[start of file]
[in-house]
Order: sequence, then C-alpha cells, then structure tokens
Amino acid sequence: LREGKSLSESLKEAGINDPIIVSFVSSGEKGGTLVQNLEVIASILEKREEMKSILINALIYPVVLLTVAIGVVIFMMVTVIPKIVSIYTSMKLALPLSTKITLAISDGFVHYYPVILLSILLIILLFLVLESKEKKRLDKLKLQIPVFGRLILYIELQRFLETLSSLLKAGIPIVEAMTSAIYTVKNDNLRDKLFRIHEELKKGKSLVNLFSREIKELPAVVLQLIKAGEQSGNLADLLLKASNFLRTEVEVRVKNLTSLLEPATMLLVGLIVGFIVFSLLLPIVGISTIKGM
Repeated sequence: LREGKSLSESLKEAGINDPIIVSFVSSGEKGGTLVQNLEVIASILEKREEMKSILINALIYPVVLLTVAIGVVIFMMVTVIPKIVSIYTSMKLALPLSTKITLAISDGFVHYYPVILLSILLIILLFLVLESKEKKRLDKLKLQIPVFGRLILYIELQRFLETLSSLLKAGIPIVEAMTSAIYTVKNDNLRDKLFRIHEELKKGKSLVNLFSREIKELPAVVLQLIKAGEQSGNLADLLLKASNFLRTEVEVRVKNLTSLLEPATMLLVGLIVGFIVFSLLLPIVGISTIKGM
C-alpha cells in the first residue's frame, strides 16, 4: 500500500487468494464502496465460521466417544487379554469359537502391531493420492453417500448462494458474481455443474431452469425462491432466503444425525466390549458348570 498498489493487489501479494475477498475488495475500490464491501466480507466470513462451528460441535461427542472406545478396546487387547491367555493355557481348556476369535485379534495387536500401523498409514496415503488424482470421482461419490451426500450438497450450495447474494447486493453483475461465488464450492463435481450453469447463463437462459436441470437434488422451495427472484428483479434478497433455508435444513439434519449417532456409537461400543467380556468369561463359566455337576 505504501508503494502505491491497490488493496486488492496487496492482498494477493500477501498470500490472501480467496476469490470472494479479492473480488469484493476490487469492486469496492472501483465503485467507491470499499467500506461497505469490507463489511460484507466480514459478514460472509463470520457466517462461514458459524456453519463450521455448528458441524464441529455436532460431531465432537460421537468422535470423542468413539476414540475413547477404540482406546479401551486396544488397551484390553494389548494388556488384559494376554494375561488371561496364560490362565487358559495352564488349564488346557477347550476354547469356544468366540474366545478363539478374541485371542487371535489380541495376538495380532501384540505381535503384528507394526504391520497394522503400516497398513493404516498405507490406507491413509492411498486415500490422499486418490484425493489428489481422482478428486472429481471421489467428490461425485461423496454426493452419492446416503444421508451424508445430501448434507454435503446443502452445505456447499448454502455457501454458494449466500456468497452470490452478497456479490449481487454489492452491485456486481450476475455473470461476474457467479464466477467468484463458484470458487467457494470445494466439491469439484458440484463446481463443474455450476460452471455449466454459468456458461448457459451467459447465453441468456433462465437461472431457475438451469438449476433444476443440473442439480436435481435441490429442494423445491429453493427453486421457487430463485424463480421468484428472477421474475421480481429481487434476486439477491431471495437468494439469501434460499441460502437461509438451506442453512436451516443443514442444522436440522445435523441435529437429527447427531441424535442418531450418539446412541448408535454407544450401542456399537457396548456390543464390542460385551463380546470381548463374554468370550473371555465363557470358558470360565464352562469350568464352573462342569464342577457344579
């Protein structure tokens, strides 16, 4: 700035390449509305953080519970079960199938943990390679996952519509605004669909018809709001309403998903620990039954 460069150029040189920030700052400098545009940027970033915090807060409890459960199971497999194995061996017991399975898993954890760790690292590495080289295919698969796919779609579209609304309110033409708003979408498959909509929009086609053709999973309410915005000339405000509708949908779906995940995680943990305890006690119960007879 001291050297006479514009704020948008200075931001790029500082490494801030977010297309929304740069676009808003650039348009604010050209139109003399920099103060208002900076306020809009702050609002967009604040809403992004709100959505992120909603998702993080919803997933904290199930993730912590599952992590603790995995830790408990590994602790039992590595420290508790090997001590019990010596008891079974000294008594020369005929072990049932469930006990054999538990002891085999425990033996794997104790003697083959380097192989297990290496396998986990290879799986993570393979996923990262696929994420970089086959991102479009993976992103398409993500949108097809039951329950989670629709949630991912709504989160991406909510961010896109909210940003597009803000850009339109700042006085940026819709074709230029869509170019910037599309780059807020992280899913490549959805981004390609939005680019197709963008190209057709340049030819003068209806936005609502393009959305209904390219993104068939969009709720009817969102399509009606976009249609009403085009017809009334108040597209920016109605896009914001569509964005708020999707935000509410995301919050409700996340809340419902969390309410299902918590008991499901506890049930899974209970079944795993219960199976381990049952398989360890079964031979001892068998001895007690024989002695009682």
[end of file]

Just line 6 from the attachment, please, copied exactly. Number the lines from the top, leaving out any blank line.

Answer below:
């Protein structure tokens, strides 16, 4: 700035390449509305953080519970079960199938943990390679996952519509605004669909018809709001309403998903620990039954 460069150029040189920030700052400098545009940027970033915090807060409890459960199971497999194995061996017991399975898993954890760790690292590495080289295919698969796919779609579209609304309110033409708003979408498959909509929009086609053709999973309410915005000339405000509708949908779906995940995680943990305890006690119960007879 001291050297006479514009704020948008200075931001790029500082490494801030977010297309929304740069676009808003650039348009604010050209139109003399920099103060208002900076306020809009702050609002967009604040809403992004709100959505992120909603998702993080919803997933904290199930993730912590599952992590603790995995830790408990590994602790039992590595420290508790090997001590019990010596008891079974000294008594020369005929072990049932469930006990054999538990002891085999425990033996794997104790003697083959380097192989297990290496396998986990290879799986993570393979996923990262696929994420970089086959991102479009993976992103398409993500949108097809039951329950989670629709949630991912709504989160991406909510961010896109909210940003597009803000850009339109700042006085940026819709074709230029869509170019910037599309780059807020992280899913490549959805981004390609939005680019197709963008190209057709340049030819003068209806936005609502393009959305209904390219993104068939969009709720009817969102399509009606976009249609009403085009017809009334108040597209920016109605896009914001569509964005708020999707935000509410995301919050409700996340809340419902969390309410299902918590008991499901506890049930899974209970079944795993219960199976381990049952398989360890079964031979001892068998001895007690024989002695009682």